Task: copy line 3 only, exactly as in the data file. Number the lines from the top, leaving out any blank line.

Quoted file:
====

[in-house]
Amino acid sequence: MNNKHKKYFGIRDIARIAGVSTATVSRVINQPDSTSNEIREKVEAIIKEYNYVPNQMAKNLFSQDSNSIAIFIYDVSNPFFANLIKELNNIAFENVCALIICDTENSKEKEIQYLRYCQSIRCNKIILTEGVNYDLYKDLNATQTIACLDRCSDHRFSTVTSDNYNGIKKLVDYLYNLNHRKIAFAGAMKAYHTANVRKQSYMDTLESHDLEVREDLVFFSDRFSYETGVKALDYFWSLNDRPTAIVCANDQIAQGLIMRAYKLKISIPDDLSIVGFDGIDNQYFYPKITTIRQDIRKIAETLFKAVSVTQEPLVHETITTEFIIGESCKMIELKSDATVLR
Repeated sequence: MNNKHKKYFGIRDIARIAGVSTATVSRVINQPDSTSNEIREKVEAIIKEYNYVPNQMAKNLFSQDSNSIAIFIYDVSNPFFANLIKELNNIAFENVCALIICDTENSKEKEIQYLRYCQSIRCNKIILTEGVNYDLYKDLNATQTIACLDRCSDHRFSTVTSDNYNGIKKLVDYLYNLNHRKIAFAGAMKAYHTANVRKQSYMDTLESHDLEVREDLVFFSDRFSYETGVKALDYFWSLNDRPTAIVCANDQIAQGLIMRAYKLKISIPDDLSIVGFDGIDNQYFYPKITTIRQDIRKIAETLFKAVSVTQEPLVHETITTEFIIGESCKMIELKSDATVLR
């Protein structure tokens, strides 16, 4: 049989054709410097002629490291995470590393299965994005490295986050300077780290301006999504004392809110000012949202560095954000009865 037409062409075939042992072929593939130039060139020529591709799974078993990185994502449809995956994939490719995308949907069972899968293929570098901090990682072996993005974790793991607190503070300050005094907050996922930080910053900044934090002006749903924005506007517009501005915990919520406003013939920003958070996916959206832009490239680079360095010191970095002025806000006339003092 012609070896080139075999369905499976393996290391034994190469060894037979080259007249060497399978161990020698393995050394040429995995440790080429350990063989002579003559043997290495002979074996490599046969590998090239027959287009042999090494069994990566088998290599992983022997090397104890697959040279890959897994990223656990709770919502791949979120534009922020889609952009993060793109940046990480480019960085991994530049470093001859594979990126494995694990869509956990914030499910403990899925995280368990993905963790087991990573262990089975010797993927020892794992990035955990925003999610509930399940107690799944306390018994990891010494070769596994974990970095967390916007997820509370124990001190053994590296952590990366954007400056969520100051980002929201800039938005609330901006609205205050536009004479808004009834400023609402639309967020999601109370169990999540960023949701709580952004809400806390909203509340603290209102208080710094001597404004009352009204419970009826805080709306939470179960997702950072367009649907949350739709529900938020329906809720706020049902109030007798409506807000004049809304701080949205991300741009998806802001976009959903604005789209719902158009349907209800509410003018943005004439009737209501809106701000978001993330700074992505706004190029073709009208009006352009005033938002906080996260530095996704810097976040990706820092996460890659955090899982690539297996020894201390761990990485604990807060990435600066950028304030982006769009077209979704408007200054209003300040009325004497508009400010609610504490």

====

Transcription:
Repeated sequence: MNNKHKKYFGIRDIARIAGVSTATVSRVINQPDSTSNEIREKVEAIIKEYNYVPNQMAKNLFSQDSNSIAIFIYDVSNPFFANLIKELNNIAFENVCALIICDTENSKEKEIQYLRYCQSIRCNKIILTEGVNYDLYKDLNATQTIACLDRCSDHRFSTVTSDNYNGIKKLVDYLYNLNHRKIAFAGAMKAYHTANVRKQSYMDTLESHDLEVREDLVFFSDRFSYETGVKALDYFWSLNDRPTAIVCANDQIAQGLIMRAYKLKISIPDDLSIVGFDGIDNQYFYPKITTIRQDIRKIAETLFKAVSVTQEPLVHETITTEFIIGESCKMIELKSDATVLR